ZF ProAI technology will begin series production in 2018

ZF ProAI technology will begin series production in 2018.

ZF, NVIDIA Claim First AI Car Computer

Outpacing the computing power of current automotive-grade processors, the ZF ProAI technology will enable vehicles to understand their environment by using deep learning to process sensor and camera data for highly automated driving, the companies say.

LAS VEGAS – The era of vehicles on autopilot inches closer to reality as automotive supplier ZF pairs with technology specialist NVIDIA to unveil what they say is the world’s first artificial-intelligence self-driving car computer.

Speaking here at the 2017 CES, ZF CEO Stefan Sommer says the ZF ProAI technology will begin series production in 2018, and design work will be complete by year’s end.

Sommer says the scalable architecture will be useful across multiple industries, from mining, farming and logistics to shipping, rail and all types of vehicles.

“We are talking about more than just autonomous driving,” he says. “We are talking about autonomous everything.”

ZF’s budding relationship with NVIDIA is far from exclusive.

On Wednesday night, in his CES keynote address, NVIDIA co-founder and CEO Jen-Hsun Huang announced several new partnerships in the automotive space, including plans to help Audi launch a highly automated car employing artificial intelligence in 2020.

Among suppliers, NVIDIA also will team with ZF rival Bosch to develop self-driving computers for production cars integrating Bosch radar and sensors.

ZF executives say the new ProAI technology will vastly outpace the computing power of current automotive-grade processors, enabling vehicles to understand their environment by using deep learning to process sensor and camera data enroute to highly automated driving.

“ZF is enabling vehicles to see, think and act,” Sommer says. “NVIDIA’s AI platform lets us take a giant leap forward when it comes to enabling vehicles – whether cars, trucks or forklifts – to think.”

ZF’s Sommer (left) and NVIDIA’s Csongor present ZF ProAI computer for self-driving cars at CES press conference.

The module will employ NVIDIA’s DRIVE PX 2 AI computing platform to process inputs from multiple cameras, plus lidar, radar and ultrasonic sensors. Using six powerful central processing units, the system will be intelligent enough to manage algorithms enabling cars to park themselves.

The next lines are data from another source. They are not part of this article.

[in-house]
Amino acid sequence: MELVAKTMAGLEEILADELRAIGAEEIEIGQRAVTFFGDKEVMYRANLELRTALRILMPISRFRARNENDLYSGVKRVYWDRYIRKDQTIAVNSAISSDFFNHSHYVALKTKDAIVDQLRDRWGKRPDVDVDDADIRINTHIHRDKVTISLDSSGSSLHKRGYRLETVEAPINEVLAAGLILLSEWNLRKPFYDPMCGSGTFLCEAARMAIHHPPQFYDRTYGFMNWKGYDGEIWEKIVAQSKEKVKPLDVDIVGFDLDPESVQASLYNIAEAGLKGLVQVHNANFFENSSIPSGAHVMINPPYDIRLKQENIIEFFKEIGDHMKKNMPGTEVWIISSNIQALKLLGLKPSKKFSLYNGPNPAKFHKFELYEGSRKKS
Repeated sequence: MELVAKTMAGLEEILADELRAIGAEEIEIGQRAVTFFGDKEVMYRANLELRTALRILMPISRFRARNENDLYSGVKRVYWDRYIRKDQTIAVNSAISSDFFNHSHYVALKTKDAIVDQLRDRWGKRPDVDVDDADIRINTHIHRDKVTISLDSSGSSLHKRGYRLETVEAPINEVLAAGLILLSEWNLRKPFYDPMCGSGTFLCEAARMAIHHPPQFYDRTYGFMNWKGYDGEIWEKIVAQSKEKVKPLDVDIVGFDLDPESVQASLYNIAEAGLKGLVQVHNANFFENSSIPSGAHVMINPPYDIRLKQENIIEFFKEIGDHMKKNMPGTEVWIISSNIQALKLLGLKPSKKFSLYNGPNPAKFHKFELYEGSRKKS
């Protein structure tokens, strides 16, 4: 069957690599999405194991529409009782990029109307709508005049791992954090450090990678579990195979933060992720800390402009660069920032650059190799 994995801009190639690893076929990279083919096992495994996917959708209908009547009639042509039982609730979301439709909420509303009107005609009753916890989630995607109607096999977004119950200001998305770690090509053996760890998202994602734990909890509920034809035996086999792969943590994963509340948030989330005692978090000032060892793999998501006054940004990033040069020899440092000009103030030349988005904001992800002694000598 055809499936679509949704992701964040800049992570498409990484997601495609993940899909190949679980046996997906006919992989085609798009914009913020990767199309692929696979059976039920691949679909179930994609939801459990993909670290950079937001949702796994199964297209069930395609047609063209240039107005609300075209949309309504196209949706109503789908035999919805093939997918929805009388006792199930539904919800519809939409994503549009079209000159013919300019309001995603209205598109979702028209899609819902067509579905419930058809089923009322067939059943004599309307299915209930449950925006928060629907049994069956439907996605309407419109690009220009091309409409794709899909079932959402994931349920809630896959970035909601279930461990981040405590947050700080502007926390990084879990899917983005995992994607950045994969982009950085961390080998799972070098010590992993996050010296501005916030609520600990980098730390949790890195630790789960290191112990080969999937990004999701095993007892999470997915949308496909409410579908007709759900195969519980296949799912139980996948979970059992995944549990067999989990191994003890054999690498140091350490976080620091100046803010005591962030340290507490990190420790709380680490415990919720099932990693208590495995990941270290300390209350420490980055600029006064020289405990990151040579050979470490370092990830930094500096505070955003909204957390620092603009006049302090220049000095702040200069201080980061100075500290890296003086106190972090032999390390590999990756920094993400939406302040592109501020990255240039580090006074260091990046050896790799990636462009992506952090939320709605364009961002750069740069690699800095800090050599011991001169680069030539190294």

The companies say ZF ProAI can function in extreme temperatures and will be able to understand in real time what is happening around a vehicle, precisely locate itself on a high-definition map and plan a safe path forward.

“It is not exaggeration when we talk about AI as a technology that will spark an industrial revolution, much like steam, electricity and computers did,” Rob Csongor, NVIDIA’s vice-president and general manager-automotive, says at the press conference.

“AI is going to transform everything,” he says, from homes, smartphones and factories to health care, finance and supply management. “Of all the areas, transportation is next.

“The problems in society with people killed in car accidents, lost production caused by traffic jams and lack of time – all these things are immense business opportunities and immense societal problems that can be addressed with artificial intelligence.”

NVIDIA has spent about $2 billion developing the technology over several years.

Sommer says ZF’s current in-house technology, much of it obtained through the 2015 acquisition of electronics and safety specialist TRW, enables Level 2 partial autonomous driving, and the addition of NVIDIA technology will support Level 4 full autonomy by the end of 2017.

The new relationship runs in parallel with, and is meant to complement, existing partnerships with other companies, such as Mobileye, an expert in vision-based driver-assistance systems.

In other product news at CES, ZF introduces X2Safe, a cloud-based intelligent algorithm designed to communicate with vehicles, smartphones and smartwatches to warn drivers, pedestrians and cyclists of potential collisions ahead. Pedestrians, cyclists and motorcyclists account for about half of the 1.25 million deaths caused by traffic accidents worldwide each year, ZF says.

Smartphone users continuously are submitting movement data to the cloud, and an algorithm calculates whether there is a risk of collision with a vehicle or other road users, ZF says. In such situations, a collision warning is triggered both in the vehicle and on the smartphone of the other road user before they have seen each other or before the camera and radar systems onboard the vehicle can detect a dangerous situation.

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